Sticker shock at the supermarket meat case

With the economy and the weather slowly improving, the barbecue grill beckons. But the pork chops could be out of reach.

Sticker shock is arriving at a supermarket meat case near you, as cattle, hog and poultry prices soar in speculator-influenced commodity markets.

The upturn has put an end to a long downward spiral for livestock producers, who until recently have been losing money on every animal they brought to market.

Given the recent strength in retail sales overall, U.S. consumers may be willing to pay a little more for their animal protein. But that’s no sure thing, and some farmers worry about the steeper price tags on tenderloins and spare ribs while the unemployment rate is at 9.7%.


“It is a big concern,” said Brent Scholl, a Polo, Ill., pork producer. “We need a product that people are going to want, even if it costs more.”

For the last two years, meat prices have sagged, and retail shoppers have enjoyed good deals at the farmer’s expense.

Scholl, who heads the Illinois Pork Producers Assn., said he marketed 13,000 hogs at an average loss of $22 apiece during 2008 and 2009.

Now he’s making almost that much in profit on every pig he sells, and he is using the futures market to lock in favorable prices for months to come, Scholl said. The U.S. Department of Agriculture recently forecast sharply higher prices for cattle and hogs through the summer.


Hedge fund managers and other speculators have been buying, attracted by the trading action. Many view commodities as a hedge against inflation, and they account for a sizable share of open contracts.

Two years ago, when gasoline at the pump topped out at more than $4 a gallon, speculators took the blame. So far in the livestock markets, they’re “a factor” but not the primary reason for the recent run-up, said Ronald Plain, an agricultural economist at the University of Missouri.

The most important fundamental change came in supply, he said. Producers who were losing a fortune during the downturn cut the size of their herds. The U.S. hog population, for instance, has fallen 6.2% from its peak at the end of 2007, even as the nation’s human population kept growing, Plain said.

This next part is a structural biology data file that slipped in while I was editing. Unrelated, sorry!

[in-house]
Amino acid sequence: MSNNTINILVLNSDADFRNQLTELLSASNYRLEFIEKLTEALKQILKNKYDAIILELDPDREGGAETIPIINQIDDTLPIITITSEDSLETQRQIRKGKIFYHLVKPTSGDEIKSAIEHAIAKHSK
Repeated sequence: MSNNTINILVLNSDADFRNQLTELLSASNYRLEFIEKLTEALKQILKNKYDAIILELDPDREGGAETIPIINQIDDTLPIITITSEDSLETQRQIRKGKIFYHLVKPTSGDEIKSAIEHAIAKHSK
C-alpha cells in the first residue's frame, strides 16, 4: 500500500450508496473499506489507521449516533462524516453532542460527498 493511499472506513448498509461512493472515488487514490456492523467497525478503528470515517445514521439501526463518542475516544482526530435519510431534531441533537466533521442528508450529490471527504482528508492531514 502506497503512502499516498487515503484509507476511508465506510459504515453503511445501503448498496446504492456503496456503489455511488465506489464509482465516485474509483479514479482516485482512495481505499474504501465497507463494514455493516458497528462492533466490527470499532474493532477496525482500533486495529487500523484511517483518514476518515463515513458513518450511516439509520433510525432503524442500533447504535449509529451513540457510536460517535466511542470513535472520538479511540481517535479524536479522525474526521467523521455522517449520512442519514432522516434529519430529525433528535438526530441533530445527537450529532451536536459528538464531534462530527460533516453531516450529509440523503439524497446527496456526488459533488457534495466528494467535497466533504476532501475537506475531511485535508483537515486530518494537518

The same trend has affected “the whole meat complex,” he said. “Pigs aren’t doing this by themselves. We’ve downsized cattle. We’ve downsized chicken. We’ve downsized the turkey industry.”


Rising exports and relief from last year’s swine flu scare also gave the market a boost. Yet markets rarely go straight up for long, and some traders expect volatility ahead.

“We’ve got a lot of premium already built in,” said Jason Roose, vice president at the U.S. Commodities Inc. trading firm in Iowa.

Scholl, the pork producer, has simple advice for the consumer: Buy more meat, now. “I’d be buying ahead,” he said.

Yet the broader economy, still weak from the recession, could put a damper on any carnivorous shopping sprees before the grilling season, which runs roughly from Memorial Day to Labor Day, with the Fourth of July as its peak.


Ground beef, sausage, hot dogs, chicken thighs -- the cheaper cuts still sell better than steaks and chops, Plain noted.

“High-cost cuts haven’t done as well in the recession,” he said. “We need economic growth and lower unemployment for the consumers to pay these higher prices.”

Roose agreed that economic uncertainty played a role in the meat market.

“Will the consumer buy? That is the big unknown,” he said. “If they’re hungry enough, they will.”


Greg Burns writes for the Chicago Tribune.